Waking up after yet another "worst day of the trip so far" we knew what we needed to do. We had thought that having over a month off of the roads might have re-energised us enough to want to spend the next couple of months travelling around Nepal and North-East India, but after just three days back on the road and only one and a half days in Nepal, we'd had enough. We were no longer enjoying our adventure, and we needed to leave the Indian Subcontinent as quickly as possible.
It was finally time to leave New Delhi. We had mixed emotions about doing so, we were beyond ready to be moving on with our trip, but we were very apprehensive about returning to those dreaded Indian roads and having to face the awful experience of driving again.
It had been almost five weeks since the latest "worst day of the trip so far" had left us stuck in Delhi with a squashed back door that would not close and a car that was un-drive-able as a result.
Authors note: A forewarning - this is a pretty negative account about India. Unfortunately for us, we had very few enjoyable moments during our time there. Our experience is our own, and this account is formed entirely of my own opinions. Many many people visit India and absolutely fall in love with it. It just wasn't for us.
The sun rising over the Taj Mahal was not quite as I imagined - for a start it is west facing, so the sun was behind us, and the pollution in the sky was so thick, that everything was an dull orange hazy colour. The reflecting pool, a long narrow pond in line with the Taj Mahal was reflecting nothing as it was completely empty. Nonetheless we could still appreciate the magnificence and beauty of the place and we sat on a bench at the far end of the walkway, soaking up the view before walking over and getting a closer look.
The following few blogs about our time in India have been a long time coming - it has been seven weeks since my last update, and nearly four months since these events occurred. This is quite simply because it has taken this long to be ready to write about our time there; the hardest part of the trip so far, and by far the worst experiences in our travelling lives. When deciding to document our travels, we wanted to include the good and the bad rather than paint a perfect picture of our overlanding lifestyle. But when it comes down to actually doing that, its quite difficult! Hopefully I am writing them now, long enough after it all happened that I am able to look back and remember the good experiences as well as the bad. It wasn't all doom and gloom!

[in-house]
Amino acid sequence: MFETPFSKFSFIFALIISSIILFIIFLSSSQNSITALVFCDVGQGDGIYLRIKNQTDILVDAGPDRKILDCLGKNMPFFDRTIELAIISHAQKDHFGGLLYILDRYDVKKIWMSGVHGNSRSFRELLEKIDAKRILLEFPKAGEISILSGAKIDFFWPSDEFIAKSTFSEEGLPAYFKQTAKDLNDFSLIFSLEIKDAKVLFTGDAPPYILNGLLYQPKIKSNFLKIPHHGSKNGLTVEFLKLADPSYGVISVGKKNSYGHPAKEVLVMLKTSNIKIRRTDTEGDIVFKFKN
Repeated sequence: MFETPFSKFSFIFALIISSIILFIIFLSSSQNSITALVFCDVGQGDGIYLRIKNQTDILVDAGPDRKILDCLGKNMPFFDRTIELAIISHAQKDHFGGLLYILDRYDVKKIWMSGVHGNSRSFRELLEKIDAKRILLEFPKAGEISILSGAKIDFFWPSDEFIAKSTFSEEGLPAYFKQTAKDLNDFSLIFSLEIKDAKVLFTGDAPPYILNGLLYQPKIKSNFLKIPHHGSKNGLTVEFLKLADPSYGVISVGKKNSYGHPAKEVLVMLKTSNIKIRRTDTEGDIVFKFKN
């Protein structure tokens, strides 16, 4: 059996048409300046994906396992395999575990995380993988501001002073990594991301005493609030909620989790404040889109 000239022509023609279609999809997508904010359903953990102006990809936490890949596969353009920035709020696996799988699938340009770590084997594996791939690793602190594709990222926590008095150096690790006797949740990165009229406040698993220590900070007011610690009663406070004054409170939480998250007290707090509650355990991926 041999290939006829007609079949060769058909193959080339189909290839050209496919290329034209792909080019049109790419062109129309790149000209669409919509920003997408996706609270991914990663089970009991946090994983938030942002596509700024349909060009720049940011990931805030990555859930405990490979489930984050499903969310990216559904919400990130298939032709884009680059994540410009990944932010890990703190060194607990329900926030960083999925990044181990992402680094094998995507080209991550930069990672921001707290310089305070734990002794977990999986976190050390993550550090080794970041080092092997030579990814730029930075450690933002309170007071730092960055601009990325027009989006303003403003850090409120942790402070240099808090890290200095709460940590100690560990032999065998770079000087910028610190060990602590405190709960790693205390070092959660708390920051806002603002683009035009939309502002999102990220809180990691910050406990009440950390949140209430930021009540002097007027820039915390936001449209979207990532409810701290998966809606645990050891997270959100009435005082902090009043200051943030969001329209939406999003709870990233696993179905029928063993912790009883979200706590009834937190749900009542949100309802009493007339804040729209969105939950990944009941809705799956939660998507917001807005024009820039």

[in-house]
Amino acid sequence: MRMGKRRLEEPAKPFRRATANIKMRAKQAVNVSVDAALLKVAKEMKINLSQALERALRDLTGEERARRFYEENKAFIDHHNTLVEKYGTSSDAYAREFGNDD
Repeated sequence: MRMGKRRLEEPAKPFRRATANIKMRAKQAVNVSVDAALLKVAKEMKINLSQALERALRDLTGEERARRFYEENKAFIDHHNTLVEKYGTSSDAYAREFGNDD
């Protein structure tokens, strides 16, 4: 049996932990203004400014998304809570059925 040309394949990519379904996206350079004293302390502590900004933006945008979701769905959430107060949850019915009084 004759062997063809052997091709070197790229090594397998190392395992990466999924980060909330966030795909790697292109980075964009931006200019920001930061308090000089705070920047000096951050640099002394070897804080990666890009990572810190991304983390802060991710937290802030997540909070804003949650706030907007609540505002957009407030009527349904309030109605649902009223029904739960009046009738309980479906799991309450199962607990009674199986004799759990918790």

Another first for our trip - a visit to a border without actually crossing it. We had come for the infamous closing ceremony. Every evening the crowds gather to watch the closing of the border between India and Pakistan. Walking from the car park to the border felt like walking into the stadium of a premier league football match. People were selling Indian flag hats, Indian flag fans, Indian flag watches and Indian flags themselves. If you didn't want to buy memorabilia with the Indian flag on it, you could have the flag painted on your face instead.
With only a few days before our Pakistan visa expired, it was time to say goodbye. Unfortunately for India, our arrival into the country did not provide a great example of the country or its people. Writing this several weeks later, I'm afraid to say that it set the scene for what was to come.
Arriving back at the home-stay, we'd had a brilliant day. Yet another highlight to add to our ever growing list, and yet another amazing experience in Pakistan.
It was early afternoon by the time we set off for Skardu. At just under 2500 metres, the city is the gateway to the 'eight-thousander' peaks - K2, the Gasherbrums, Broad Peak, and the Trango Towers. Busy, and touristy, it is a popular starting point for multiple mountain treks. We did not have enough time left in Pakistan for a trek, but wanted to drive there (and then back to Gilgit via Deosai National Park) purely to enjoy the journey and the scenery.